When George W. Bush was our President I read lots of blogs and postings from my traditional Christian friends extolling his faithfulness as a Christian just as I now read lots of blogs and postings from my progressive Christians friends extolling Barak Obama’s faithfulness as a Christian as he finishes his terms of service as our President. It feels to me an awful lot like a version of that silly game that some of us played as little children on the schoolyard – “my dad could beat up your dad”“my” President is a better Christian than “your” President.”

Just for the record, I believe that George W. Bush is a Christian because he tells me that he is. And I believe that Barak Obama is a Christian because he tells me that he is. I am so glad that I belong to a spiritual tradition that accords a “good faith assumption” to anybody who makes the “good confession” that they believe that Jesus Christ is the Son of the living God and their personal Lord and Savior.  There are no other hoops for you to jump through, no further tests for you to pass before I embrace you as my Christian brother or sister.  But just as I as a Christian who has made this good confession can say and do glaringly unchristian things, and with alarming frequency I might add, so I do not hold my “brother” Presidents to a different standard or have of them a different expectation than I have for myself.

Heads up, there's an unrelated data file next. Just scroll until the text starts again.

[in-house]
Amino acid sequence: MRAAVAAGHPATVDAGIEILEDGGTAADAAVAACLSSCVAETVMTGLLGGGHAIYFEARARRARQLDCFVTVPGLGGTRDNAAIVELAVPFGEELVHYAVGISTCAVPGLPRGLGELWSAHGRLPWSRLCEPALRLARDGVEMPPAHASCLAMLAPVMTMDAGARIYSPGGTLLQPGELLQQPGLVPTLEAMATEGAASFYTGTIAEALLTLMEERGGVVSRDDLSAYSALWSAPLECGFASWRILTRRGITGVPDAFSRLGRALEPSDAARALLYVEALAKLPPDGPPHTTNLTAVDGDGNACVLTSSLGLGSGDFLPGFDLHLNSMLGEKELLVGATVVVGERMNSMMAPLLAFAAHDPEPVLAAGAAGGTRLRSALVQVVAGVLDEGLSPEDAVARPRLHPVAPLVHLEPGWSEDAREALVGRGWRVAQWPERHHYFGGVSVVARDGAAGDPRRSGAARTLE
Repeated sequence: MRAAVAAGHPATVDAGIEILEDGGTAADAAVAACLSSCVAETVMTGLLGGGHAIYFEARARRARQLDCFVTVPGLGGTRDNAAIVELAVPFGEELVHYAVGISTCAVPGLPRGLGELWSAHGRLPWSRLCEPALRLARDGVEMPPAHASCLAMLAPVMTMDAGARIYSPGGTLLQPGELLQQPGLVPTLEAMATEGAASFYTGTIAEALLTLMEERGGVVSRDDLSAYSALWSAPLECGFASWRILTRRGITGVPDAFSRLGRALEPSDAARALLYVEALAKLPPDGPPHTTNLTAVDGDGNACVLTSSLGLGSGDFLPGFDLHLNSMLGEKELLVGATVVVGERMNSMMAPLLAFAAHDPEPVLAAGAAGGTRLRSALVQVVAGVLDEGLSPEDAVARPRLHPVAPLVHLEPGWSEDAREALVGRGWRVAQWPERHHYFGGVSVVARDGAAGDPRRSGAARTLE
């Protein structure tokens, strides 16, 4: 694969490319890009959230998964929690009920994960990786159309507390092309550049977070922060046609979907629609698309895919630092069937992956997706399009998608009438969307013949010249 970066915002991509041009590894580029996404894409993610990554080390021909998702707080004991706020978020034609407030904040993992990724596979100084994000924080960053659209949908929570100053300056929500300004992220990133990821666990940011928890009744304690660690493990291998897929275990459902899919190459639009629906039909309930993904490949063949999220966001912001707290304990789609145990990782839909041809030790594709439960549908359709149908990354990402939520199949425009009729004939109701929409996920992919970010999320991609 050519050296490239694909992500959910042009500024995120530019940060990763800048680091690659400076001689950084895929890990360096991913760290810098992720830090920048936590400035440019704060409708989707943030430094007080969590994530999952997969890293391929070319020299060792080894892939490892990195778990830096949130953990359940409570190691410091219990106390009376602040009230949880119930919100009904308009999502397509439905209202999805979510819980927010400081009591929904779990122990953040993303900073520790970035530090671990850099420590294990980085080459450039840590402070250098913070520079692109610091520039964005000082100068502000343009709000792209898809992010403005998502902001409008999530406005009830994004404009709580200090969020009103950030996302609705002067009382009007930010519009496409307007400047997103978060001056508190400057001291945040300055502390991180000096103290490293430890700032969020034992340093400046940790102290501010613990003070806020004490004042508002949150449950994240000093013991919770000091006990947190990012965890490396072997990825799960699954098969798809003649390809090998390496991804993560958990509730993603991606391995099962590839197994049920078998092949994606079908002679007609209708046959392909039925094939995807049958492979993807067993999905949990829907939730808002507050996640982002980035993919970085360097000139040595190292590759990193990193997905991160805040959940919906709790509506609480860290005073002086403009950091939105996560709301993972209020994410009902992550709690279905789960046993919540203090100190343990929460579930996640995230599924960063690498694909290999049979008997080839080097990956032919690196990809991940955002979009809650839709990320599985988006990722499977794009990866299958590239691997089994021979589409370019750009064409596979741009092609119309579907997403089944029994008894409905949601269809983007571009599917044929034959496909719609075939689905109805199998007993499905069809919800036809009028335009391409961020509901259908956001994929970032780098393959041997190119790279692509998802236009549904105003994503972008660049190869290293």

There are things that both George W. Bush and Barak Obama have said and done as President that I would argue have reflected well on their commitment to Jesus Christ as their Lord and that are good indications of their concern for His Kingdom, just as there are things that they both said and did as President that I would argue obscured and at times even contradicted their commitment to Jesus Christ as their Lord and their concern for His Kingdom. And this is why I have consciously adopted a stance throughout my life and ministry of political neutrality, and why I get spiritually anxious whenever I see or hear my ministerial peers and colleagues becoming politically partisan.

The Rev. Dr. Jeff Hood recently posted a blog entry at his web page ( that I found absolutely compelling. Now, I suspect that Jeff and I would find much to disagree about if we ever sat down together to share a cup of coffee as brothers in Christ, but on this I couldn’t be more in agreement with him –